Law360 (August 26, 2020, 4:25 PM EDT) -- A group of 23 U.S. strip clubs is suing multiple Lloyd's of London syndicates for refusing to cover their claimed business losses stemming from government-issued COVID-19 closure orders, alleging the insurer is seeking to rewrite the policy's mold exclusion by saying it includes the concept of a virus.
The clubs and an "adult superstore" say in Monday's complaint that their policy with Lloyd's does not exclude loss caused by government orders and that none of the policy exclusions apply. They say they hold an "all risk" policy with the insurer that provides a coverage limit of $10 million per occurrence.
The strip clubs, which operate in several U.S. states including California, Florida and Pennsylvania, say that they lost millions of dollars after 17 of them were forced to close and in six others in Iowa, Texas and Minnesota had to limit operations due to government orders in March.
The clubs say the nature of their operation can make COVID-19 easily transmittable, since their businesses are conducted exclusively indoors with employees in "close proximity" to customers. Lloyd's denied their claims in late May, saying they had sustained no physical damage or physical loss.
There is no question the policy defines physical damage as meaning physical alteration on a property, but the group says a loss should be interpreted as indicating losing possession and a loss of use, which is what the clubs experienced by not being able to use the premises to conduct business.
The clubs say they experienced direct physical loss from state-mandated closures and that the policy never excluded loss caused by government orders.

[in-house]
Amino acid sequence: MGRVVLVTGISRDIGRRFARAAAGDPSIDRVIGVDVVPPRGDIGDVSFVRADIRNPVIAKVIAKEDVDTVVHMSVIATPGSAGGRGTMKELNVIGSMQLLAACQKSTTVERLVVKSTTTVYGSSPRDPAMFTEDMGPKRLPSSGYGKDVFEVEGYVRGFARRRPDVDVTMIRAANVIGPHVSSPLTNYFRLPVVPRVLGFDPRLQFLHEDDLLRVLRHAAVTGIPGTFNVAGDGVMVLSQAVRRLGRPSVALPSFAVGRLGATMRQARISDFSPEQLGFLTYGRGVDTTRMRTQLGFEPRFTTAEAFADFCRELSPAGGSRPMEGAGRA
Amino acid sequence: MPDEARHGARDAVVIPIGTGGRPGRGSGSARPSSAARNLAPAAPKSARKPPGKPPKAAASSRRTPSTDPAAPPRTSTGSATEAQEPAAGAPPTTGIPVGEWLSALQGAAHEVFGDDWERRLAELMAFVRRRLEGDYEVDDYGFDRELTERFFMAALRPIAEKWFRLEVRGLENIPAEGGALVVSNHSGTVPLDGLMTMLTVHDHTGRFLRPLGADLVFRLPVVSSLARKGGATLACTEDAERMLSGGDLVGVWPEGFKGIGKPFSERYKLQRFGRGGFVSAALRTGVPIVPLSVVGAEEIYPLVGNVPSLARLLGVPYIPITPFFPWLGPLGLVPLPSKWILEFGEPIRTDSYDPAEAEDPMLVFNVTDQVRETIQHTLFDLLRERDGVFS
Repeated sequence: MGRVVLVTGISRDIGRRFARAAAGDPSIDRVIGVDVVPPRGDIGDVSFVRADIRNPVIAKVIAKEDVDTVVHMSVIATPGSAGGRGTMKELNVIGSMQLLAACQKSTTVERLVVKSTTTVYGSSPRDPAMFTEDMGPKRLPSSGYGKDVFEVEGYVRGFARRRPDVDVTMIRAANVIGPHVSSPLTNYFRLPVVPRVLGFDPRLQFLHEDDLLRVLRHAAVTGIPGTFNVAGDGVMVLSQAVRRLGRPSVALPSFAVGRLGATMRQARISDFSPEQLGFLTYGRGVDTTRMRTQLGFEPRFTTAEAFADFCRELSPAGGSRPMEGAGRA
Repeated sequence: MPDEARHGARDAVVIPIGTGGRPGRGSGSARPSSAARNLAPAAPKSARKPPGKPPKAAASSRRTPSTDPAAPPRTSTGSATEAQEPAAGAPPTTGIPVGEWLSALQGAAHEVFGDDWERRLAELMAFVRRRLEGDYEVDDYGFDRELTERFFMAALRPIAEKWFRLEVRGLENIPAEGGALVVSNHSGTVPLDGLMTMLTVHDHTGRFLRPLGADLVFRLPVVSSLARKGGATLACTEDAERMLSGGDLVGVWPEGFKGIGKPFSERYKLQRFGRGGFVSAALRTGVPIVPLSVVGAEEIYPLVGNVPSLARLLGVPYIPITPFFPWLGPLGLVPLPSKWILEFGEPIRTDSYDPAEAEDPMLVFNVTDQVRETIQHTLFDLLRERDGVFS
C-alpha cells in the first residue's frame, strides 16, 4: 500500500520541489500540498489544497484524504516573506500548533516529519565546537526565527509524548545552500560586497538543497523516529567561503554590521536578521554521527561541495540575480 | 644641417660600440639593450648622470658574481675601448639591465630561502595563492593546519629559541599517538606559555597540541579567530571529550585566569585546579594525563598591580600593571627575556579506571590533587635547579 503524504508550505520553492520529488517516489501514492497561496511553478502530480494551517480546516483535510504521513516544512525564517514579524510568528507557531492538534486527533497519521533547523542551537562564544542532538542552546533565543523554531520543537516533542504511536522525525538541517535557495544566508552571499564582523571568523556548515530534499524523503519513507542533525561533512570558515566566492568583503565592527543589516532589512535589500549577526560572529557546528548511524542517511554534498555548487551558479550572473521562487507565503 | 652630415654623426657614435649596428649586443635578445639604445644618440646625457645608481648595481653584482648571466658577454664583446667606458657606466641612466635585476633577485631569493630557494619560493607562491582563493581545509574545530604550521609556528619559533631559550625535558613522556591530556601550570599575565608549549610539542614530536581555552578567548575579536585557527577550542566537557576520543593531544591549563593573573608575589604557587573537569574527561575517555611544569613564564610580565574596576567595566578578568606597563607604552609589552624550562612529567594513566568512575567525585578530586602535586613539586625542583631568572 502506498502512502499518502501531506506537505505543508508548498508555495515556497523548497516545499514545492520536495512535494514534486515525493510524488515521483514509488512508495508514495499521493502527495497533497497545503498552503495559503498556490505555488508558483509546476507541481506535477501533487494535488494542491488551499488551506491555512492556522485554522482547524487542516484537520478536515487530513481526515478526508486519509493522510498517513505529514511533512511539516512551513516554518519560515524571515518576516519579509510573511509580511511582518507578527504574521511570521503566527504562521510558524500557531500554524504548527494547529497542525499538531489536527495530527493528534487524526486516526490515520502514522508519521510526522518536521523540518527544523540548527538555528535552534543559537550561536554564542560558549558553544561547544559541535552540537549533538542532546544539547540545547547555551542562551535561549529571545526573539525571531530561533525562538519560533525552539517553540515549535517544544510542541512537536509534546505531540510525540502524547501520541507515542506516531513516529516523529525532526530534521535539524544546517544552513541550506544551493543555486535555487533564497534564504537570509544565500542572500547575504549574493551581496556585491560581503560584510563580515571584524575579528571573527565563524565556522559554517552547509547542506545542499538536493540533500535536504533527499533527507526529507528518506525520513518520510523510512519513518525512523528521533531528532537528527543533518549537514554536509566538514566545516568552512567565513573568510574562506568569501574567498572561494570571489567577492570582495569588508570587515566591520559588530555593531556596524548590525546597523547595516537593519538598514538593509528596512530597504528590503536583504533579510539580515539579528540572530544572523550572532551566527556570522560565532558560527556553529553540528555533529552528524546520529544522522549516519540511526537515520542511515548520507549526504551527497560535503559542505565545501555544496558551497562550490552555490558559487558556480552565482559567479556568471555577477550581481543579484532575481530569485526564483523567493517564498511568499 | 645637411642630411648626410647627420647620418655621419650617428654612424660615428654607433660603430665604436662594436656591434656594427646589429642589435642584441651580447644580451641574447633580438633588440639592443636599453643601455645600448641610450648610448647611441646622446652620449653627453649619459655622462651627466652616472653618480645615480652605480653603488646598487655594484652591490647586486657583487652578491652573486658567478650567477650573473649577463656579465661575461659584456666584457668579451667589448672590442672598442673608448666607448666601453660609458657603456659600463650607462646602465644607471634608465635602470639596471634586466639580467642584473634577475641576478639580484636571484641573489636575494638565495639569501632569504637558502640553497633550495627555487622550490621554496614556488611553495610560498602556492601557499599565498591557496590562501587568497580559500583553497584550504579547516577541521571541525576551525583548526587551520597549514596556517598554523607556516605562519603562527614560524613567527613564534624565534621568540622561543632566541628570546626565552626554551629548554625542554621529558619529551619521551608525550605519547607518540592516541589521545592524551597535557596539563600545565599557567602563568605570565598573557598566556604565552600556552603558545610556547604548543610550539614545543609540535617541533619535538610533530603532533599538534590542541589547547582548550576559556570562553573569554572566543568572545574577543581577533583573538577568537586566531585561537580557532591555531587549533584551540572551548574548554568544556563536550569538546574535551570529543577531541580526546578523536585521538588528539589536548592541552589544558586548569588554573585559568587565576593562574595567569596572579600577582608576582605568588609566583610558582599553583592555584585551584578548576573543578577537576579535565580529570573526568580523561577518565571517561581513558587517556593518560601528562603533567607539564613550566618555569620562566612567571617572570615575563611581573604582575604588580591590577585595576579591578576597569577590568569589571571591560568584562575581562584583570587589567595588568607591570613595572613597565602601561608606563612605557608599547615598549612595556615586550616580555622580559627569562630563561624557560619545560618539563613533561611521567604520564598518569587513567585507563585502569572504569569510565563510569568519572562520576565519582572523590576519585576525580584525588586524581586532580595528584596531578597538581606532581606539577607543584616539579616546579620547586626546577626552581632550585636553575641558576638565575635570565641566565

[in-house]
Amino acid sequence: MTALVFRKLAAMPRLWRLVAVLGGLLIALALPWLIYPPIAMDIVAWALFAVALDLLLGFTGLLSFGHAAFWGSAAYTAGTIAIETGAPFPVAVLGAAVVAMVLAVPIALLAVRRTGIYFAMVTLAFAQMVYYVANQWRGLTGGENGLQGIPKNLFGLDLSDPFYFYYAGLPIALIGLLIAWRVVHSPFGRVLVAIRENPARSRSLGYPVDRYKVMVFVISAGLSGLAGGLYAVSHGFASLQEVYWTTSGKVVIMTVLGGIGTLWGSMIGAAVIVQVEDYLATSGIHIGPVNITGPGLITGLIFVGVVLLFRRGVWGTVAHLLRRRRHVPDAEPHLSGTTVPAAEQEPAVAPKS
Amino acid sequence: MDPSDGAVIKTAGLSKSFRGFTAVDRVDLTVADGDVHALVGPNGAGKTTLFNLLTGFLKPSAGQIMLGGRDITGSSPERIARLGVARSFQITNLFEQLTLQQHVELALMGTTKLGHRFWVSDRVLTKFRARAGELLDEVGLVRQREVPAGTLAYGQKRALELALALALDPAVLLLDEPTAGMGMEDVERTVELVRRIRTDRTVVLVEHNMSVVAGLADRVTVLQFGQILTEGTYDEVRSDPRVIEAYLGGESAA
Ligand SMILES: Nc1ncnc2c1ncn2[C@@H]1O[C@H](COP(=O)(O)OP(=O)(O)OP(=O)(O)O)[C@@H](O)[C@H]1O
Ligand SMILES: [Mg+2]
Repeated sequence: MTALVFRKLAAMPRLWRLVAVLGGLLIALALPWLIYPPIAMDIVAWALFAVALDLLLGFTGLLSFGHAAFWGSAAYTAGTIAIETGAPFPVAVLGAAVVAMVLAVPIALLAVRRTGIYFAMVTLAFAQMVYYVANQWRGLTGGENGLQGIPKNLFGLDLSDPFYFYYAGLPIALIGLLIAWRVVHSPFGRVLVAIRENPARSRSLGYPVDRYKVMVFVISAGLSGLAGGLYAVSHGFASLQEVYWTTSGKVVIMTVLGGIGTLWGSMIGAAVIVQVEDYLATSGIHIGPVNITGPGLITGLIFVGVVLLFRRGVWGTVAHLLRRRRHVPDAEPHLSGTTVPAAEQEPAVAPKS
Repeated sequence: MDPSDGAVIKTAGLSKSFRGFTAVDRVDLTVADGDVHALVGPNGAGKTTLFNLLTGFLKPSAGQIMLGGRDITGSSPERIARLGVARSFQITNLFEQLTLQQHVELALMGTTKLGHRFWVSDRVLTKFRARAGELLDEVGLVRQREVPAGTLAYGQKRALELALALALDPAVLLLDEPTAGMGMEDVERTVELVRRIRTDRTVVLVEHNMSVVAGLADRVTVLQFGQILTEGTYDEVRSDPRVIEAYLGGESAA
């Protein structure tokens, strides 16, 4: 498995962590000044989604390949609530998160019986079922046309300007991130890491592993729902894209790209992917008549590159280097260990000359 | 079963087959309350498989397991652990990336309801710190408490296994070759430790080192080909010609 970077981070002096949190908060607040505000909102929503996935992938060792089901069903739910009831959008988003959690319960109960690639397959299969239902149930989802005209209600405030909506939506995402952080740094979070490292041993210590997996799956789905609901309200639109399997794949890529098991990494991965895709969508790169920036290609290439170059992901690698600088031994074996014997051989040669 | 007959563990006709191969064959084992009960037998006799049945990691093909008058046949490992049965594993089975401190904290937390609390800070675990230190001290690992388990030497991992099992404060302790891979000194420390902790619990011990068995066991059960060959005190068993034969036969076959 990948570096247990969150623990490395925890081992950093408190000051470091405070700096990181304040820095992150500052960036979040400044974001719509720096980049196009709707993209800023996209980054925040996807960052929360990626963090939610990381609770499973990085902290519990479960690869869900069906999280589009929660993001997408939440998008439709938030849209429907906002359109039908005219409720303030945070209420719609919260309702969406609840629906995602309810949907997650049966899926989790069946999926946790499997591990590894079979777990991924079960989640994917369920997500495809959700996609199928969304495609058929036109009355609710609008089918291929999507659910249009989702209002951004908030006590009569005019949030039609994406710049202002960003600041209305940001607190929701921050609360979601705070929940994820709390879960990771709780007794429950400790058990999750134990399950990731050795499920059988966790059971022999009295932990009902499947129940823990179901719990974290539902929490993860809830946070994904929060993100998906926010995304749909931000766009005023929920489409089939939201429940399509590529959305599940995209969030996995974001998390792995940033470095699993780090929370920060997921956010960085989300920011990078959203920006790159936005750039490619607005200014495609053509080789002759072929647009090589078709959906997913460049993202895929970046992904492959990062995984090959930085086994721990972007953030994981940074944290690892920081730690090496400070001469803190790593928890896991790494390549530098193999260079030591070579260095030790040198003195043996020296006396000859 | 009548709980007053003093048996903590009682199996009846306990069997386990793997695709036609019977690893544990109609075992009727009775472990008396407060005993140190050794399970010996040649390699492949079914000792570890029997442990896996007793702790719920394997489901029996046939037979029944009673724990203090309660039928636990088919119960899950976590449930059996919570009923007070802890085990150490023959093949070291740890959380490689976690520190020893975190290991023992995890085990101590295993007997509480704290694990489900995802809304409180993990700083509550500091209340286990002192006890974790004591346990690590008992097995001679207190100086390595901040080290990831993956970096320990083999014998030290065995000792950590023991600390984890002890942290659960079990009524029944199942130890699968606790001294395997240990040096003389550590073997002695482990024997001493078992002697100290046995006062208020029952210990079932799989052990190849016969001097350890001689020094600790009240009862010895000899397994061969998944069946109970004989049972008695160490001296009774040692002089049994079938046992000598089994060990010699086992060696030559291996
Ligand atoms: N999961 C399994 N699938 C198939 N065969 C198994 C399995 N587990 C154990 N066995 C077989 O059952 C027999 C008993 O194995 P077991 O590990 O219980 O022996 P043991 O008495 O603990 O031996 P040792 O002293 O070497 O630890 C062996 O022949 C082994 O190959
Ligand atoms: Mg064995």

"The policy does not contain any exclusion that applies to orders, such as the COVID-19 governmental order issued by states, such as California and other states or other government authorities that prevent the plaintiffs from continuing their business operations because of public health and safety issues," the suit says. "Accordingly, the shutdown orders constitute a covered risk."
The clubs say Lloyd's wrongly relied on a mold exclusion to avoid paying claims, since the COVID-19 virus is not a living organism and cannot be defined as a mold or fungus. They argue that Lloyd's is asking a court to rewrite the mold exclusion to make it include the concept of a virus.
And even if the mold exclusion applied, the clubs say, their losses are solely caused by shutdown orders, not the coronavirus, and the policy never stated it bars coverage for government orders. They add that the contamination exclusion also fails to apply, because it is only triggered when the properties are contaminated, and since the strip clubs were closed, there were no findings of contamination from COVID-19.
Under California law, pollution exclusions apply only to situations "commonly" understood as environmental pollution, the group said, so even if the virus were found to have contaminated their properties, the contamination exclusion does not apply since the circumstances at issue do not arise out of environmental pollution.
The strip clubs are demanding actual and compensatory damages to be determined in a jury trial, along with attorney fees.
Representatives for the parties could not be immediately reached for comment.
The clubs are represented by Matthew A. Berliner, Peter E. Garrell, Salvatore Picariello and Stanley H. Shure of Fortis LLP.
Counsel information for the defendants was not immediately available.
The case is Rialto Pockets Inc. et al. v. Certain Underwriters at Lloyd's London, Including Beazley Furlonge Ltd., case number 2:20-cv-07709, in the U.S. District Court for the Central District of California.
--Editing by Daniel King.
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